NY Governor Sick of Chavez, Will Boycott Citgo
By Jeff McKay
September 22, 2006
(CNSNews.com) – Following another Bush-bashing by Venezuelan President Hugo Chavez, New York’s governor is so angry that he said he will personally boycott one of the Chavez government’s biggest revenue makers – the Citgo oil and gasoline company.
Republican George Pataki, a potential 2008 presidential candidate, said he has had more than enough with the Venezuelan leader bad mouthing the American commander-in-chief.
“This person has no right coming to our country to criticize our president. He can take his cheap oil and do something for the poor people of Venezuela,” said Pataki during an interview with Fox News.
When asked if he would patronize Citgo, the gas company owned by Petroleus de Venezuela, the state-run oil company, Pataki told Fox News, “I have no plans to.”
Pataki’s disgust of Chavez’s statements came after the Venezuelan president traveled from the United Nations headquarters in New York City to Harlem to speak at the Mount Olivet Baptist Church. Chavez announced an increase in the amount of low-cost home heating oil his government would send to the United States for low-income families.
Wearing his signature red shirt, Chavez was introduced to the crowd by actor-activist Danny Glover, who called Chavez “a visionary.” Before being whisked away in a limousine, Glover told reporters that he considers the Venezuelan leader “a friend” and “a brother”
As the crowd cheered, Chavez continued his personal attacks against Bush, this time calling the president “a sick man,” an “alcoholic,” and repeating his label of Bush as “the devil.” Chavez had first fired off that insult during a speech at the United Nations on Wednesday, a speech that drew applause and laughter from many international delegates in the audience.
Ordinarily one of President Bush’s harshest critics, New York Democratic Congressman Charles Rangel blasted Chavez for the remarks he made while speaking in Rangel’s congressional district.
“You don’t come into my country, you don’t come into my congressional district and criticize my president,” said an irate Rangel about Chavez’s comments, which included comparing Bush to John Wayne and mimicking Bush walking like a cowboy.
“It should be clear to all heads of government that criticism of Bush administration policies, either domestic or foreign, does not entitle them to attack the president personally,” said Rangel.
During his speech to the Harlem crowd, Chavez claimed that he was a friend to America and spoke of his strong alliance to Cuban leader Fidel Castro.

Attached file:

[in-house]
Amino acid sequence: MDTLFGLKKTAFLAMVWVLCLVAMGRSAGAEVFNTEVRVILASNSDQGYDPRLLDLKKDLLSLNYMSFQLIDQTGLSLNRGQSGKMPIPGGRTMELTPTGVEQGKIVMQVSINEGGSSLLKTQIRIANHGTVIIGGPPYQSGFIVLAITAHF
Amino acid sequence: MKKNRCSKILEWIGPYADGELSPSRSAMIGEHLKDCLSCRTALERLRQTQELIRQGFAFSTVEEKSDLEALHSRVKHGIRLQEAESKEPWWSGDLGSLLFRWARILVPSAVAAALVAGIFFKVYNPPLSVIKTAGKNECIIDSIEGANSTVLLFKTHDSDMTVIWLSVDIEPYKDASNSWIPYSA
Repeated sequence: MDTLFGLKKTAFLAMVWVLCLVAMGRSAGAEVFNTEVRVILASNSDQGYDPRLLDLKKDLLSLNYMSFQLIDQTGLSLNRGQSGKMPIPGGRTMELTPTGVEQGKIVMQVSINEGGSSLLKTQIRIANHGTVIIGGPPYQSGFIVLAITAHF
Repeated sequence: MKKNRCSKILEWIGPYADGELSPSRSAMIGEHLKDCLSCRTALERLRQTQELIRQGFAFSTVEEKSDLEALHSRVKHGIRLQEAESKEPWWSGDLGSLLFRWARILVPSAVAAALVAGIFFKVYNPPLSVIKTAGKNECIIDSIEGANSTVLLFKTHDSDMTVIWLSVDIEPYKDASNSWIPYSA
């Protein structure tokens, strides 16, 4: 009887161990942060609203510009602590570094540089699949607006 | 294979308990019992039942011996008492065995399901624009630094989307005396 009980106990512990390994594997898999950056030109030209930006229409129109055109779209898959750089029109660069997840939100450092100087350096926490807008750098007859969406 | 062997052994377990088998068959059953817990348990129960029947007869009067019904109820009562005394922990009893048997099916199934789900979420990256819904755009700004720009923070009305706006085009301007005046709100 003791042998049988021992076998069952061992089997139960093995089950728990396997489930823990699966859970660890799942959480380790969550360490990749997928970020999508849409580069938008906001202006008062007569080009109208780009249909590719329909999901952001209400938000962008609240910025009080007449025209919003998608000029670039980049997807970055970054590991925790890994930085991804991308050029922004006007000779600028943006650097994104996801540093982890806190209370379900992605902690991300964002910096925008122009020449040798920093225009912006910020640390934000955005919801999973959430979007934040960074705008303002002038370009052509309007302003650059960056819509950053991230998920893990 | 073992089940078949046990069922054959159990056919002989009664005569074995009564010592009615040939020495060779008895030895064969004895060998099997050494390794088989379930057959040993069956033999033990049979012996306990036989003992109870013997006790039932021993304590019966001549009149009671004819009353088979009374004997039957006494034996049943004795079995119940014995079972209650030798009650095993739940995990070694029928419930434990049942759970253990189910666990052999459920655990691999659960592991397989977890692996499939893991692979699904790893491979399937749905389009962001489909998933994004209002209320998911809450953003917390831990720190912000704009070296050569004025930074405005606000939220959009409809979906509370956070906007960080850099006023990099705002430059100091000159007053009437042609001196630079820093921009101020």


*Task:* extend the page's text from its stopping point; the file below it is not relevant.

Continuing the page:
He also said the Citgo home heating oil program would benefit over 450,000 American families over the winter months and that it was made possible because the program cuts out what he calls a “greedy capitalist element.”
Chavez’s claims however come at a time when his support at home is waning. His popularity in Venezuela has hit a low of 30 percent, down from the 80 percent approval rating when he took over as his nation’s leader.
Despite Chevez’s pledge to help the poor using his nation’s vast oil wealth, Venezuela still suffers from chronic poverty, crime, kidnappings, and unemployment. The latter has been rated as high as 12 percent in a nation of 25 million people.
According to a report from the United Nations, Venezuela ranks first in the world in gun deaths per capita, and reports indicate homicides in Venezuela have doubled since 1999.
However, despite the problems Venezuela faces, Chavez still leads in polls for the nation’s upcoming presidential election.
Unintentionally, Chavez may have at least temporarily united Democrats and Republicans in their support of President Bush.
“Hugo Chavez is little more than a power-hungry autocrat on an anti-American public relations tour — a showboat whose speech to the United Nations was an embarrassment and an insult to the American people,” said Ohio’s John Boehner, the House majority leader, in a written statement.
“Hugo Chavez fancies himself a modern day Simon Bolivar, but all he is, is an everyday thug,” said House Democratic Minority Leader Nancy Pelosi during a press conference.
“I think Chavez would be much more effective if he would say something that’s true,” former President Bill Clinton said on CNN.